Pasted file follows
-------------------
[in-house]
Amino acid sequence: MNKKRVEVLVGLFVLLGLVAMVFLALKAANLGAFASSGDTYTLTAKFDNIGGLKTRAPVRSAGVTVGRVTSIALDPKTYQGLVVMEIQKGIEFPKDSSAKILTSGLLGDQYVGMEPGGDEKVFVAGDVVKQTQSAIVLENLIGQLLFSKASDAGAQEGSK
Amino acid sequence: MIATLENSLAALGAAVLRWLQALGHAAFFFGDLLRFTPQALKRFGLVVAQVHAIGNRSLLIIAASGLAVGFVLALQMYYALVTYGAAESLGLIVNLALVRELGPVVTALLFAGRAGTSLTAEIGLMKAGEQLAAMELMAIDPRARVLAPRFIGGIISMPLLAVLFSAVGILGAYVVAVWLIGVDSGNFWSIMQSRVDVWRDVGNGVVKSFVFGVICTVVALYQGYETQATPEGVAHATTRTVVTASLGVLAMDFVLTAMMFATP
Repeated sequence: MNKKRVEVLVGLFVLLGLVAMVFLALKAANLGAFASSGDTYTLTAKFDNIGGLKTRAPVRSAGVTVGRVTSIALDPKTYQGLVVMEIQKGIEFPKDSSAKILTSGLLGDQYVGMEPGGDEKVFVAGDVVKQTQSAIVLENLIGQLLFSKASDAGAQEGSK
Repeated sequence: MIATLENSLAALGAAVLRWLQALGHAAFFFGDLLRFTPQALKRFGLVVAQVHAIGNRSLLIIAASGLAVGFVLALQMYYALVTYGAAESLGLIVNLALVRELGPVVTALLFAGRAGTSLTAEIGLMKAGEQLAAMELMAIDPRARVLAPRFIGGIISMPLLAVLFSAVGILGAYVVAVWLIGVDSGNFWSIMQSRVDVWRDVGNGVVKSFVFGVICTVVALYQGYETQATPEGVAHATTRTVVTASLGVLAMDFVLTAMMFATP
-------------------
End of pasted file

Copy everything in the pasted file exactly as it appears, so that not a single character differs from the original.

[in-house]
Amino acid sequence: MNKKRVEVLVGLFVLLGLVAMVFLALKAANLGAFASSGDTYTLTAKFDNIGGLKTRAPVRSAGVTVGRVTSIALDPKTYQGLVVMEIQKGIEFPKDSSAKILTSGLLGDQYVGMEPGGDEKVFVAGDVVKQTQSAIVLENLIGQLLFSKASDAGAQEGSK
Amino acid sequence: MIATLENSLAALGAAVLRWLQALGHAAFFFGDLLRFTPQALKRFGLVVAQVHAIGNRSLLIIAASGLAVGFVLALQMYYALVTYGAAESLGLIVNLALVRELGPVVTALLFAGRAGTSLTAEIGLMKAGEQLAAMELMAIDPRARVLAPRFIGGIISMPLLAVLFSAVGILGAYVVAVWLIGVDSGNFWSIMQSRVDVWRDVGNGVVKSFVFGVICTVVALYQGYETQATPEGVAHATTRTVVTASLGVLAMDFVLTAMMFATP
Repeated sequence: MNKKRVEVLVGLFVLLGLVAMVFLALKAANLGAFASSGDTYTLTAKFDNIGGLKTRAPVRSAGVTVGRVTSIALDPKTYQGLVVMEIQKGIEFPKDSSAKILTSGLLGDQYVGMEPGGDEKVFVAGDVVKQTQSAIVLENLIGQLLFSKASDAGAQEGSK
Repeated sequence: MIATLENSLAALGAAVLRWLQALGHAAFFFGDLLRFTPQALKRFGLVVAQVHAIGNRSLLIIAASGLAVGFVLALQMYYALVTYGAAESLGLIVNLALVRELGPVVTALLFAGRAGTSLTAEIGLMKAGEQLAAMELMAIDPRARVLAPRFIGGIISMPLLAVLFSAVGILGAYVVAVWLIGVDSGNFWSIMQSRVDVWRDVGNGVVKSFVFGVICTVVALYQGYETQATPEGVAHATTRTVVTASLGVLAMDFVLTAMMFATP